How to emphasise your transferable skills

Job Advice

Transferable Skills

If shifts at your workplace have you looking for a new role elsewhere, it’s natural to feel a little worried that your skills are very specific to one industry. But often, employers are just as interested in your soft skills - and how well you’re able to fit into certain environments - as in your hard skills. 

Even if you’re not currently looking for a new job, it’s worth examining your transferable skills, should you need them in the future. There’s substantial overlap in the skills needed to thrive in each industry, so you might be better matched for a job than it first appears. This article takes a look at some of the transferable skills that matter to employers, and how you might not even realise you tick that box.

Hard skills versus soft skills

Before considering which of your skills are most transferable, it’s worth clarifying the difference between hard and soft skills.

Hard skills are quantifiable and it’s easy to demonstrate your capabilities. Hard skills are usually something you can learn, whether that’s through university, online courses, or books. Employers might specify hard skills they’re looking for, and you’ll immediately know whether or not you have those skills.

Examples of hard skills include:

  • A degree in a specific subject like Mechanical Engineering, HR Management or International Business
  • A certificate in Google Analytics or SEO
  • Foreign language proficiency, such as B2 Level French
  • The ability to use computer software and programmes like Adobe Photoshop, or a customer relationship platform (CRM) like Zendesk
  • Having a valid driving licence

Soft skills, on the other hand, are much harder to pin down. Focused on how you interact and communicate with those around you, soft skills are often called interpersonal skills or ‘people skills’. You pick these skills up from your environment, from your childhood and school years, to recent jobs you’ve had. 

Examples of soft skills include:

  • Communication
  • Taking initiative
  • Being a team player
  • Adaptability
  • Being driven
  • A strong work ethic
  • Being self motivated

These attributes are harder to prove to a potential employer, so you’ll need to get creative to communicate your soft skills. 

Thinking outside the box

Transferable skills can be either hard or soft skills, and they have one core thing in common: they’re useful for multiple industries and across multiple roles. If you’re applying for jobs and need to demonstrate your transferable skills, one way to do this is through providing examples of situations in which your soft skills came into play.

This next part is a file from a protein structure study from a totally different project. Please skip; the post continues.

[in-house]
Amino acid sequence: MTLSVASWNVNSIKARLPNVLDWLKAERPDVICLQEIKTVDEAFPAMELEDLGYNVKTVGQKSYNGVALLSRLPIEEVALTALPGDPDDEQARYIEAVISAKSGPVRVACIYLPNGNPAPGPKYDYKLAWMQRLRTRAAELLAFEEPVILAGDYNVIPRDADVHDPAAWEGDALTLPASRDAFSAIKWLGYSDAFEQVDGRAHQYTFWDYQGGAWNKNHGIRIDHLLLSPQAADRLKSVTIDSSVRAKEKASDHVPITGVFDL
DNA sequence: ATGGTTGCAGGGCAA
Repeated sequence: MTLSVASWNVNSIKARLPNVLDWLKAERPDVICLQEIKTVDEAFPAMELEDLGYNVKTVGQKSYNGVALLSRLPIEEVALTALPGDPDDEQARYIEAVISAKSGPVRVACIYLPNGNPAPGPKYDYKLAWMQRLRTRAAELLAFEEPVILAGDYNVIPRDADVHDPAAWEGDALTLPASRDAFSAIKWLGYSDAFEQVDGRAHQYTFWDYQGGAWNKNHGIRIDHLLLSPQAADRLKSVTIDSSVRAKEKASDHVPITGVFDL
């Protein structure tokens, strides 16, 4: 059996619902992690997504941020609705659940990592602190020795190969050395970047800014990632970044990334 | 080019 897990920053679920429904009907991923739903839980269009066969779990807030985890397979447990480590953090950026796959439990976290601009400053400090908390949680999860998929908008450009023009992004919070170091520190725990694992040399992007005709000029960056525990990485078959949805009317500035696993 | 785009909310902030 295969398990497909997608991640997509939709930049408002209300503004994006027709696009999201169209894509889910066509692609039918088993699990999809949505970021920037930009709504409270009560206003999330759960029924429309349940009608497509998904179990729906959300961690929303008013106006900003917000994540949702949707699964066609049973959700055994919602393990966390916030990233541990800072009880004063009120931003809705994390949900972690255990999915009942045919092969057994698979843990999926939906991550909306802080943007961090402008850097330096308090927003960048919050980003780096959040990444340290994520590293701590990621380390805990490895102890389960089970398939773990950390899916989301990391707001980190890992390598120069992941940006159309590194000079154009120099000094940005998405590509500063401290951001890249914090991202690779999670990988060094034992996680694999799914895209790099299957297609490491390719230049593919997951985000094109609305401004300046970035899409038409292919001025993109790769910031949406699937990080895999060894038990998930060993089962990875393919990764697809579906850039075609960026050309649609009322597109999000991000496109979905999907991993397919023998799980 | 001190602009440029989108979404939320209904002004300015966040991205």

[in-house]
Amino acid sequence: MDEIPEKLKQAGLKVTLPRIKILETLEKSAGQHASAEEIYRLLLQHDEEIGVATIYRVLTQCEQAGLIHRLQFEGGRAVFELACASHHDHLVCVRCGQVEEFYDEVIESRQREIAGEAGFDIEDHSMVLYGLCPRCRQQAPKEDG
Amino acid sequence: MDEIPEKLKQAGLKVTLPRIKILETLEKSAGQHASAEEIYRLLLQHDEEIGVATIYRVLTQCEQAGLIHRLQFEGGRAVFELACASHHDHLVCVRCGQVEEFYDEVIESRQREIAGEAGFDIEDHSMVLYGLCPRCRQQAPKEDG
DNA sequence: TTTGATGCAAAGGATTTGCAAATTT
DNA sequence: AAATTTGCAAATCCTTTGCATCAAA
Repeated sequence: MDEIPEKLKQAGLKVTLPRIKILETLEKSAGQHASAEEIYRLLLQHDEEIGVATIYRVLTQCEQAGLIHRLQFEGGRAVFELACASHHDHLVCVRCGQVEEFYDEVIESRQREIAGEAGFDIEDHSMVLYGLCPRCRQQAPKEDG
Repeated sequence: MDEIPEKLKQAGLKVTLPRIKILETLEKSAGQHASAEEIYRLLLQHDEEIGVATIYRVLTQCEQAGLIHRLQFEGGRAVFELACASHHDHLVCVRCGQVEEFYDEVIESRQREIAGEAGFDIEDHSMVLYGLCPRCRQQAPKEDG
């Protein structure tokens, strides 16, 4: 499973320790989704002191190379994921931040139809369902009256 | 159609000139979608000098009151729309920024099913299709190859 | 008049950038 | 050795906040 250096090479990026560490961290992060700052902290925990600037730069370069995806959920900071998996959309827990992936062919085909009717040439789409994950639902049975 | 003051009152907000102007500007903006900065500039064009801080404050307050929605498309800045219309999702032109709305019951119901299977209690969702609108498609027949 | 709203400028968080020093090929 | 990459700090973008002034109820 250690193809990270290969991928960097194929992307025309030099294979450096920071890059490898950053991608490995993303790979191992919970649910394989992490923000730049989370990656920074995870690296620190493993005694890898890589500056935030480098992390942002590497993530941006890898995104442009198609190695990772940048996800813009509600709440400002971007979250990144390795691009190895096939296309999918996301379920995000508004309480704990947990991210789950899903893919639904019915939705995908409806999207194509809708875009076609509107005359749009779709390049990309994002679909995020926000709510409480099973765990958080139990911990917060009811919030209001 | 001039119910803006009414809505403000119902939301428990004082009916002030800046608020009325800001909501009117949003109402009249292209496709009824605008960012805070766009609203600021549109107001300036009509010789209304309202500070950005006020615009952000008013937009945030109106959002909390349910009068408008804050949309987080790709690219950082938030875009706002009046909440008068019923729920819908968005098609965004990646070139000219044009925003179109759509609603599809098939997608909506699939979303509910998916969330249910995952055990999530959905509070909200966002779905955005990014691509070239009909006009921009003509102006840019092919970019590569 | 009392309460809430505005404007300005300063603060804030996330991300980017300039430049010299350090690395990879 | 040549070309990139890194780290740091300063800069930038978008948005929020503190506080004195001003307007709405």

Perhaps you worked in the hospitality industry as a waiter for many years. In order to do your job to a high standard, you would have needed to be a team player with strong social skills, to know how to communicate your restaurant’s brand to your customers, and the ability to resolve conflict. If you are looking for a new job and would like to move out of the hospitality industry, these skills would be very attractive to an employer hiring for customer service roles. 

To demonstrate your transferable skills, consider sharing an example of a time you used your soft skills to solve a problem. Maybe the kitchen was overworked, and a first-time customer received their dish cold. If you sorted out the situation that benefited everybody involved, this demonstrates to a potential employer that you’re able to think on your feet, work well under pressure, and take initiative in your job.

If you were the floor manager of a clothing store, it’s likely that you dealt with inventory and stock checks, which requires strong attention to detail and numerical skills. These skills would serve you well in a data-related function such as operations or office manager, where being detail-oriented is central to the role. 

These examples demonstrate that many of the skills needed in today’s workplace are easily transferable across industries. If you’re looking for a new role at the moment, take a holistic view of your previous roles, and determine which functions your skills would be suited to.

Discovering your transferable skills

On a job application, it’s important to be succinct and highlight the key information you want busy recruiters to see. If you’re unclear as to your transferable skills, here are some ways to work out what you should be drawing attention to.

1. Which parts of your old job were you good at?

Were there specific tasks that you really enjoyed? If you still have access to old performance reports from your managers, check to see which of your skills they highlighted. Usually, the aspects of the job you most enjoy are also the ones that you’re best at.

2. How can you add a digital twist to your skills?

The current global situation has demonstrated the need for companies to go digital at a moment’s notice. Take a look at your skills, and see which ones work well digitally. Maybe you’re an expert presenter. If you also feel particularly comfortable presenting via Zoom or other online software, that might be something to highlight in your applications.

3. Do you speak foreign languages?

Language speakers remain as sought-after as ever. In The Netherlands, French, German and Nordic languages are particularly desirable for employers. If you speak a foreign language to a professional standard, make sure that information is clearly visible on your resume - it’s a must-have across multiple industries.

If you had the misfortune to be laid off from your previous job, check out the vacancies we currently have and feel free to apply.

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